Michele: Yeah, it’s a difficult question. I find myself a bit lost when it comes to keywords. I kind of don’t know how to deal with them. So probably I would say something that was said before, like “empathy”, “radical action.” And maybe I would add to this becoming a little bit slower. Like “to be slow.” It’s another thing that I throw into the pot, because I am trying to learn that. To just try to slow down, and in a sense, by slowing down, allowing for that empathy to emerge. And maybe for reasons, nowadays, for me to enter into that discomfort, the discomfort zone we were talking about in the beginning, to enter into that zone I need to slow down. Because I am going so fast and doing so many things, like you, I guess. So, in a sense, slowing down may be another keyword – just trying to take time to listen.
Billy: Yeah. That’s right on. And something that I guess that occurred to me earlier, when I read through the questions, was something that we picked up from one of our friends in one of our programs. He said he didn’t like to think of himself as homeless; he preferred to use the term “in transition.” And that really struck a chord with us. And we started using it as the preferred term for anyone experiencing homelessness. And people in our circle caught on and started using that term; they referred to people in housing transition, people in transition. And maybe a year later I was with this man again and I said: “by the way, that word that you use, “in transition,” is that common among people who are experiencing homelessness, or is that just your word?” And he said, “oh that’s just my word; that’s just the word that I like.” I said, “well we’ve been spreading it around” [laughs]. But I love that word to be something that we recognize going into any situation – that it is a situation in transition, whether that’s a personal situation or a societal one; it’s always in transition.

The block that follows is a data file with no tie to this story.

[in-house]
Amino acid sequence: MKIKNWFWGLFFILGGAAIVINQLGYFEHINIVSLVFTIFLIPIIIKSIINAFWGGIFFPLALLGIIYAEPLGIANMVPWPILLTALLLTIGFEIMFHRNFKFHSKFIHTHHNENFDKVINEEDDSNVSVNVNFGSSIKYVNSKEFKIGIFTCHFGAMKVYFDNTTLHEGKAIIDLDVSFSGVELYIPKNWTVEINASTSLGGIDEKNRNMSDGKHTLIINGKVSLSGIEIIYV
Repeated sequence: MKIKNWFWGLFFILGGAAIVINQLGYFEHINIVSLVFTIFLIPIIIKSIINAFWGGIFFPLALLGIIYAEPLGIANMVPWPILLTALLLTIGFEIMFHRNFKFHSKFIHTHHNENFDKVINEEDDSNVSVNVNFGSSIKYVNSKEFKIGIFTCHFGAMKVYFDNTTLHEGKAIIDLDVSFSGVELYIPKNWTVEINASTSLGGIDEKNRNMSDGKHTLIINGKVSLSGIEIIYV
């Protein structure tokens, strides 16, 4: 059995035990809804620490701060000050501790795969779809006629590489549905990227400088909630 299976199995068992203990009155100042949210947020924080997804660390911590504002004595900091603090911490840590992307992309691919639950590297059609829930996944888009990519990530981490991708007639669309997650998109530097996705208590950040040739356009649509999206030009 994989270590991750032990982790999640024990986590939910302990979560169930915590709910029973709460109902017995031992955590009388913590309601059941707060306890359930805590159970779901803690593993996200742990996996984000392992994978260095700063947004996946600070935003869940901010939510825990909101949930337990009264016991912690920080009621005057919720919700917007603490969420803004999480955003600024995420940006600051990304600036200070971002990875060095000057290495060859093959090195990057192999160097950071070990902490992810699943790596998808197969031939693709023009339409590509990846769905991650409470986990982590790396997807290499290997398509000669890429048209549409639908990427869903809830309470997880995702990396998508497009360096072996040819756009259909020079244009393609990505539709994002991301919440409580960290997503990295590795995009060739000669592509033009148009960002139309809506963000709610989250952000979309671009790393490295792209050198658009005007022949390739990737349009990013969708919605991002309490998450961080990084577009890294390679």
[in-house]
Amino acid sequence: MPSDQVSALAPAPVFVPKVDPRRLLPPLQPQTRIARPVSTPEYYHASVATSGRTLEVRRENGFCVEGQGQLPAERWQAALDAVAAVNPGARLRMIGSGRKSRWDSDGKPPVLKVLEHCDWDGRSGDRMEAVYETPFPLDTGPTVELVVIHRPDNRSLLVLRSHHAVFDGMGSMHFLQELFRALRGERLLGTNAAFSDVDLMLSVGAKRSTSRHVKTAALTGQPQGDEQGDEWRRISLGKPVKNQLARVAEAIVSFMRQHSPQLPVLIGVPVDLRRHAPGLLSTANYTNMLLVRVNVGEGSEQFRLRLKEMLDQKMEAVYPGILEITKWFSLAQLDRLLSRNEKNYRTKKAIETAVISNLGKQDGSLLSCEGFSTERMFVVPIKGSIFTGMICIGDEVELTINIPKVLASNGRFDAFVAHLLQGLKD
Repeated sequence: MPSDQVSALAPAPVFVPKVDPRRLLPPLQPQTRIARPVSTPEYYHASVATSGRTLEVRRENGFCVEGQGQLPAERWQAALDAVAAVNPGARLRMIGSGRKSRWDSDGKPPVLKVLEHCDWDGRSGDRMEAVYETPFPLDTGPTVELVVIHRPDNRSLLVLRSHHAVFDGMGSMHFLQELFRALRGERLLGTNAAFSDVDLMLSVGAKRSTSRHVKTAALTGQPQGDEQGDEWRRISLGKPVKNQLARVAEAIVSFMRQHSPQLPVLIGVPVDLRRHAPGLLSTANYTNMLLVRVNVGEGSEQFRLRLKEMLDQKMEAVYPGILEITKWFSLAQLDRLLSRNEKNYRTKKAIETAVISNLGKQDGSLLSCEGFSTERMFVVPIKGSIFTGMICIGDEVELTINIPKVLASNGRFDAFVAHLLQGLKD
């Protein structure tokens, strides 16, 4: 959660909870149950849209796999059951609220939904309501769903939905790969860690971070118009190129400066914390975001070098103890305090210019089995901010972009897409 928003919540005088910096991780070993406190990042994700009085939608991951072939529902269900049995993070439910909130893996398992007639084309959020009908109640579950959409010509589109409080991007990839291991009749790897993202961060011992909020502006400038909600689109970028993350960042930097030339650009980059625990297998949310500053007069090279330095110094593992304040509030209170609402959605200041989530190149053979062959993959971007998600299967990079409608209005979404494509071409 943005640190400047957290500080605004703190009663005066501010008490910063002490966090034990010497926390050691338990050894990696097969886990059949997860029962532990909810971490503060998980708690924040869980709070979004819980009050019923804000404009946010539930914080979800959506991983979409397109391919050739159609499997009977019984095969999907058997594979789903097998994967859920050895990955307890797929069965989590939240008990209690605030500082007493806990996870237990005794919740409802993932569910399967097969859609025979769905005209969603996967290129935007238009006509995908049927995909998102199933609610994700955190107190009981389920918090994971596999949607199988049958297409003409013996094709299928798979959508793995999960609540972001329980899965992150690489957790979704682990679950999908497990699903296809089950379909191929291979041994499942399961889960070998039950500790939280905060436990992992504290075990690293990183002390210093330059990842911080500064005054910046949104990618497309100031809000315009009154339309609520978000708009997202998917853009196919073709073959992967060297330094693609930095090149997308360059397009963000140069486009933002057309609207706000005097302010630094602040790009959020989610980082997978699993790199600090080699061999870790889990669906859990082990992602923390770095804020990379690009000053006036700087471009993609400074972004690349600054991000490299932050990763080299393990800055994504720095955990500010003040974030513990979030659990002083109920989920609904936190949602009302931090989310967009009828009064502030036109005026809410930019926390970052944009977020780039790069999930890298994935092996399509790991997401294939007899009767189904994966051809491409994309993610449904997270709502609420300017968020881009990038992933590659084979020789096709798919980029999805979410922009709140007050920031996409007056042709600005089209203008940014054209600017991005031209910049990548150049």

And so we approach, as you say, slowly, deliberately, with our eyes wide open, with our ears open, hopefully – with the understanding that what we’re looking at is changing right before our very eyes through contact with us and countless other factors.
Rhoda: I like this. We’ve got: slow pace, shared humanity, empathy, assets rather than deficits. I love the active research.
Billy: And flux, a sense of flux.
Rhoda: A sense of flux. Authentic encounters, authentic relationships, maybe. We also talk about sometimes, in fact we’ve named a program something around, “disrupting the narrative.” It’s another way of saying that we’re determined to break what people think of as poverty. And, yeah, the expertise – maybe another thing is “changing the expertise.” People come with so much of that that we can’t hear if we lead with our assumptions.
Michele: Absolutely, I couldn’t agree more with the changing the expertise – starting with the academic expertise, and then of course going into the practicioning world. Yeah, changing the expertise, it’s fundamental. It’s actually, again, related to homelessness; it’s the key to change the way in which practitioners, or the media, day to day man on the street deals with homelessness.
Yeah I really enjoyed having this conversation. I just hope that sooner or later we will meet. When I come next to the US I will let you know, and I hope that you’ll do the same if you happen to come to the UK.
Rhoda: Great, yeah.
Billy: We will certainly be in touch about that. It would be wonderful to meet you into a person.
Michele: Yeah, the same. OK so we did it, apparently!
Bill: Wonderful! And it’s just 40 minutes since we started the call. [all laugh]
Michele: Exactly. So it means that we really liked it.
Rhoda: Right! Thank you so much, Michele.
Michele: No, thank you both, really. Thank you. Thank you very much. Have a nice day. Bye.
Rhoda and Billy: Bye.